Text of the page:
The lecture series: A value-added layer for the thoughtful traveler

Dr. Mannack joined guests for casual chats at dinner.

ABOARD THE MV AEGEAN ODYSSEY —I am convinced that this is the future of travel, particularly of cruising, but also of any kind of travel.  The addition of a cultural, artistic or archeological enrichment is very attractive for the modern traveler.  Their  everyday lives are complex and challenging, and I believe because of that, they will have expectations for a more intellectually demanding tourism experience.  They want to do more than look; they want to learn and grow and explore connections.

The lecture series on Voyages to Antiquity are perfect. On this cruise, there are two lecturers on board.  Professor Robin Cormack is a professor emeritus at the Courtauld Institute of Art and a highly respected senior expert on Greek and Roman history.

According to Professor Cormack, “The lectures give you the opportunity to stand back and ask, ‘Why should I visit here and why is it important? ‘” His first talk was called “Sailing to Byzantium” , wherein he talked about the treasures of the Ottomans and where they had gone. They are scattered around the world, and many of them were sent to the monasteries of Mount Athos for safekeeping.

Professor Cormack speaking to passengers of the MV Aegean Odyssey

Professor Cormack lived in one of the monasteries on Mount Athos to do his research and he told the stories of his experiences there.  No women are allowed on Mount Athos, and the monks live a solitary and austere life, with most of their time spent in solitude and prayer.  But the monasteries are immensely wealthy, with gold icons, 14th and 15th century gold encrusted vestments, and libraries full of valuable manuscripts. His talk brought the island to life for us, and sailing past the ancient monasteries took on a much richer depth because of his shared insights.

The other lecturer was Dr. Thomas Mannack, a reader in Classical Iconography at the University of Oxford, and a universally acknowledged expert in Greek and Roman pottery.  He is not only highly knowledgeable, he possesses a deadly wit that makes his lectures entertaining as well as compelling.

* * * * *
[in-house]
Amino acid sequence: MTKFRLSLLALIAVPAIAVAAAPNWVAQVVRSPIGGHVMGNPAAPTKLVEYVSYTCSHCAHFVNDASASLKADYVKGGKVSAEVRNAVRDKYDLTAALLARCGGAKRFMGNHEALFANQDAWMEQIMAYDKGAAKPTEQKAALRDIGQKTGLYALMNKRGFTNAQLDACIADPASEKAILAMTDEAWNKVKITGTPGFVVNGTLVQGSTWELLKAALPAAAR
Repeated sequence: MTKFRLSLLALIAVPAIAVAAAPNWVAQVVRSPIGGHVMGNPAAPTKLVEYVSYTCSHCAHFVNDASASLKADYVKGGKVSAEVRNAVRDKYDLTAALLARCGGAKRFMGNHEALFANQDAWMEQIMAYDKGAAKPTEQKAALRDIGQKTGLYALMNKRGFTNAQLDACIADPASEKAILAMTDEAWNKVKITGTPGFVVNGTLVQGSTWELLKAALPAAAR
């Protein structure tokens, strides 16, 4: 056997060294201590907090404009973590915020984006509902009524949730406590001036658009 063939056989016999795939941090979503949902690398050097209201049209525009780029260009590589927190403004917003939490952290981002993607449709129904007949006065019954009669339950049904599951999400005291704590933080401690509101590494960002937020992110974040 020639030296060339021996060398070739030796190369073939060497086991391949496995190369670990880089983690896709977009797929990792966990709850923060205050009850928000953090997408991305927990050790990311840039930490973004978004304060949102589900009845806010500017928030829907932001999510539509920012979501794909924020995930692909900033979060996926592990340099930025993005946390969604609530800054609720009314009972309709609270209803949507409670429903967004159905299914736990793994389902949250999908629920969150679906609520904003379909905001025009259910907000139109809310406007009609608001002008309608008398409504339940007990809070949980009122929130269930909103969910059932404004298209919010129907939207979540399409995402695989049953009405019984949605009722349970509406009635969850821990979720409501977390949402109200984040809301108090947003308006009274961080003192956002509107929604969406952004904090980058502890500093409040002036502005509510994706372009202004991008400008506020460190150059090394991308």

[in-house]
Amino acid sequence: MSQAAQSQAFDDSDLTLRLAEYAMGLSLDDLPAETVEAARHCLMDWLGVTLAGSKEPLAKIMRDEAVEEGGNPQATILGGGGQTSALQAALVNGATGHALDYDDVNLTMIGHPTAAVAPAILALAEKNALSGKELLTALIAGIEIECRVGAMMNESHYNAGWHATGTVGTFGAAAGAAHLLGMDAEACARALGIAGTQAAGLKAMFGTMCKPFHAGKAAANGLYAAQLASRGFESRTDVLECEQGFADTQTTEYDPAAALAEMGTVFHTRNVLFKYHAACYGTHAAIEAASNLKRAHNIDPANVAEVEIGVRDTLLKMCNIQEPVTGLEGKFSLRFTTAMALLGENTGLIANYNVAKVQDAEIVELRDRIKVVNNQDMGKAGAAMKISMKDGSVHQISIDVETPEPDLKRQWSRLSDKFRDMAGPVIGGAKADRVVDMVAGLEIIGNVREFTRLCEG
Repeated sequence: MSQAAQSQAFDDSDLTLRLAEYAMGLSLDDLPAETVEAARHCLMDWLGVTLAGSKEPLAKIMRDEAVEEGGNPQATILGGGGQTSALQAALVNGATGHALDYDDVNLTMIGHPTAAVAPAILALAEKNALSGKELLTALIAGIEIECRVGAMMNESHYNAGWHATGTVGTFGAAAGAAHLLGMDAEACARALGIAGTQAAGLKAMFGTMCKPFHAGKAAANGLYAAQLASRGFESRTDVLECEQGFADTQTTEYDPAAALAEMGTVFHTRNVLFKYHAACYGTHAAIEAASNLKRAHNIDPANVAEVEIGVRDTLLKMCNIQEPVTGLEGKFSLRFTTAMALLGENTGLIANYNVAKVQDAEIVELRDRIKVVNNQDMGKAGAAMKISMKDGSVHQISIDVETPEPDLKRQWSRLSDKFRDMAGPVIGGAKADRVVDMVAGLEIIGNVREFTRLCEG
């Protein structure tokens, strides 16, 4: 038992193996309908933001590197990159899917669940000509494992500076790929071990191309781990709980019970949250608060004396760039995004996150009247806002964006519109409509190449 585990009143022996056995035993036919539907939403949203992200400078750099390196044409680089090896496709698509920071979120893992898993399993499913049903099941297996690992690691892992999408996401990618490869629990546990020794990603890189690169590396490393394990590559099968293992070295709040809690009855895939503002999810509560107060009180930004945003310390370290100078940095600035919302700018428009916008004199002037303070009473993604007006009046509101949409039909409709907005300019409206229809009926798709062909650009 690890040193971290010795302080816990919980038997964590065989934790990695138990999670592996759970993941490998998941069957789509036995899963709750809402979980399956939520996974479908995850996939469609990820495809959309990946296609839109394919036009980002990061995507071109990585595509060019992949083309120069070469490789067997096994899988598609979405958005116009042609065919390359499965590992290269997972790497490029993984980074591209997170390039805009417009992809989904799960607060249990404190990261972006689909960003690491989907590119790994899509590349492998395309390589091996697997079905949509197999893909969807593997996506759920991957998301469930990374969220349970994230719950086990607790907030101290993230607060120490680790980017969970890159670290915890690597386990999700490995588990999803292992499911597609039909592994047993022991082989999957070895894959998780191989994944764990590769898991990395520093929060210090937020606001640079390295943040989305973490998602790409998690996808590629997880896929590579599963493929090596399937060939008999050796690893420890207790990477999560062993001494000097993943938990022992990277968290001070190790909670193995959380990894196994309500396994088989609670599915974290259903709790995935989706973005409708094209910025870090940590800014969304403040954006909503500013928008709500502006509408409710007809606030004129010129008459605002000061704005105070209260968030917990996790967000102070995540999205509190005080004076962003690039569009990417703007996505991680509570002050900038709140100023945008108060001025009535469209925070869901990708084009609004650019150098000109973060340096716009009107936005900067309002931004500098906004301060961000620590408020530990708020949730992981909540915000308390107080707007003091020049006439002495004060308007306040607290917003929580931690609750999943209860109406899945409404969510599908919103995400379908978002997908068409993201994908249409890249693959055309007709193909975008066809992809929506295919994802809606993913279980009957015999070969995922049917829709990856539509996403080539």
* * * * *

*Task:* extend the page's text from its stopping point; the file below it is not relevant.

Shards of painted pottery, he claims, tells us more than anything else about the ancient world.  Much of the literature that would have told us about that world has been destroyed  or lost.  But painted pots remain and tell us the stories of everyday life.  “They are hard to destroy, they were often placed in graves so they were protected, and even if they are found in shards, they can be reconstructed.” I will never look at an ancient pot in quite the same way again.

And before we visited Delos, he introduced us to the stories of the births of the Greek Gods, introduced us to Apollo and prepared us for our visit to Delos, and the small but fascinating museum on this uninhabited island, one of the holiest sites in antiquity. His final lecture helped us to absorb the wonders of the Acropolis and the Parthenon in Athens with a more critical and appreciative eye.

Both lecturers came on all the excursions and were often engaged in discussions with passengers who had questions or were interested in more information about a site or an antiquity. The quality of the lecturers and their accessibility for me puts this cruise on an entirely different level from other cruises, making it both enriching and unforgettable.

Photos by Barbara Ramsay Orr

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